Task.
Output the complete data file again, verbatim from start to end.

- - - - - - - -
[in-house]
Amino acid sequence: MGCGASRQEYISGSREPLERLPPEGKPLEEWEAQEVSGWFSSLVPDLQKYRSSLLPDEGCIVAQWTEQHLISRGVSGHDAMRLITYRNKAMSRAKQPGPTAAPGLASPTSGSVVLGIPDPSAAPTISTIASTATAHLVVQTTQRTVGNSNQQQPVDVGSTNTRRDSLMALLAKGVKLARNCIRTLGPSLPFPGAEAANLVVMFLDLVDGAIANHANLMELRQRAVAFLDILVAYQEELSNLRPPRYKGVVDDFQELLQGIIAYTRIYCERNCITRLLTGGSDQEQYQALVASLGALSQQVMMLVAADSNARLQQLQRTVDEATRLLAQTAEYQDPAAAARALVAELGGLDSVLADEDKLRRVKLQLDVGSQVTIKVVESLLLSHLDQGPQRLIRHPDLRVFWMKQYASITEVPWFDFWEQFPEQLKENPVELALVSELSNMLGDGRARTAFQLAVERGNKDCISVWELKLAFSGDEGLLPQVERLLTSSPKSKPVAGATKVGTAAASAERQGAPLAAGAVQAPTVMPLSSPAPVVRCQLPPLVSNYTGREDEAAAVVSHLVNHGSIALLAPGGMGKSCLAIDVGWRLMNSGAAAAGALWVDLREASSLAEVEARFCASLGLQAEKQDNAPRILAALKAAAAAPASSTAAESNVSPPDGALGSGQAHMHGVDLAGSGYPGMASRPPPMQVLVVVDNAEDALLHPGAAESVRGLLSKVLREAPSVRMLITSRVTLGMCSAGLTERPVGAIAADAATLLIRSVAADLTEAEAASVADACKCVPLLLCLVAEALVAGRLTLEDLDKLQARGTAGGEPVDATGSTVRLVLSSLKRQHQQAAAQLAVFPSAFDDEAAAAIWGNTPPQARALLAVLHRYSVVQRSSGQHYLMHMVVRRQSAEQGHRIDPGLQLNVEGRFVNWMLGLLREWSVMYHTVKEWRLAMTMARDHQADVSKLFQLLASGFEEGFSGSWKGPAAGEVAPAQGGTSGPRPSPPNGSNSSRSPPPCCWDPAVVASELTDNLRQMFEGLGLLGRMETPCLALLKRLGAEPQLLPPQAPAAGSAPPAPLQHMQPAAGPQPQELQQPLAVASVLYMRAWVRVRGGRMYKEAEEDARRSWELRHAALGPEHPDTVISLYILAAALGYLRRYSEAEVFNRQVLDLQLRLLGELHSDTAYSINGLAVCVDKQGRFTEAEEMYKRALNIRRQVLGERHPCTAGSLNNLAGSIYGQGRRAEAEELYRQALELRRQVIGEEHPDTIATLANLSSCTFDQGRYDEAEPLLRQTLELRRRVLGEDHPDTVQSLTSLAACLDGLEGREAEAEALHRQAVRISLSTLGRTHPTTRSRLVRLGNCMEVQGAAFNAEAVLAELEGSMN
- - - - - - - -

[in-house]
Amino acid sequence: MGCGASRQEYISGSREPLERLPPEGKPLEEWEAQEVSGWFSSLVPDLQKYRSSLLPDEGCIVAQWTEQHLISRGVSGHDAMRLITYRNKAMSRAKQPGPTAAPGLASPTSGSVVLGIPDPSAAPTISTIASTATAHLVVQTTQRTVGNSNQQQPVDVGSTNTRRDSLMALLAKGVKLARNCIRTLGPSLPFPGAEAANLVVMFLDLVDGAIANHANLMELRQRAVAFLDILVAYQEELSNLRPPRYKGVVDDFQELLQGIIAYTRIYCERNCITRLLTGGSDQEQYQALVASLGALSQQVMMLVAADSNARLQQLQRTVDEATRLLAQTAEYQDPAAAARALVAELGGLDSVLADEDKLRRVKLQLDVGSQVTIKVVESLLLSHLDQGPQRLIRHPDLRVFWMKQYASITEVPWFDFWEQFPEQLKENPVELALVSELSNMLGDGRARTAFQLAVERGNKDCISVWELKLAFSGDEGLLPQVERLLTSSPKSKPVAGATKVGTAAASAERQGAPLAAGAVQAPTVMPLSSPAPVVRCQLPPLVSNYTGREDEAAAVVSHLVNHGSIALLAPGGMGKSCLAIDVGWRLMNSGAAAAGALWVDLREASSLAEVEARFCASLGLQAEKQDNAPRILAALKAAAAAPASSTAAESNVSPPDGALGSGQAHMHGVDLAGSGYPGMASRPPPMQVLVVVDNAEDALLHPGAAESVRGLLSKVLREAPSVRMLITSRVTLGMCSAGLTERPVGAIAADAATLLIRSVAADLTEAEAASVADACKCVPLLLCLVAEALVAGRLTLEDLDKLQARGTAGGEPVDATGSTVRLVLSSLKRQHQQAAAQLAVFPSAFDDEAAAAIWGNTPPQARALLAVLHRYSVVQRSSGQHYLMHMVVRRQSAEQGHRIDPGLQLNVEGRFVNWMLGLLREWSVMYHTVKEWRLAMTMARDHQADVSKLFQLLASGFEEGFSGSWKGPAAGEVAPAQGGTSGPRPSPPNGSNSSRSPPPCCWDPAVVASELTDNLRQMFEGLGLLGRMETPCLALLKRLGAEPQLLPPQAPAAGSAPPAPLQHMQPAAGPQPQELQQPLAVASVLYMRAWVRVRGGRMYKEAEEDARRSWELRHAALGPEHPDTVISLYILAAALGYLRRYSEAEVFNRQVLDLQLRLLGELHSDTAYSINGLAVCVDKQGRFTEAEEMYKRALNIRRQVLGERHPCTAGSLNNLAGSIYGQGRRAEAEELYRQALELRRQVIGEEHPDTIATLANLSSCTFDQGRYDEAEPLLRQTLELRRRVLGEDHPDTVQSLTSLAACLDGLEGREAEAEALHRQAVRISLSTLGRTHPTTRSRLVRLGNCMEVQGAAFNAEAVLAELEGSMN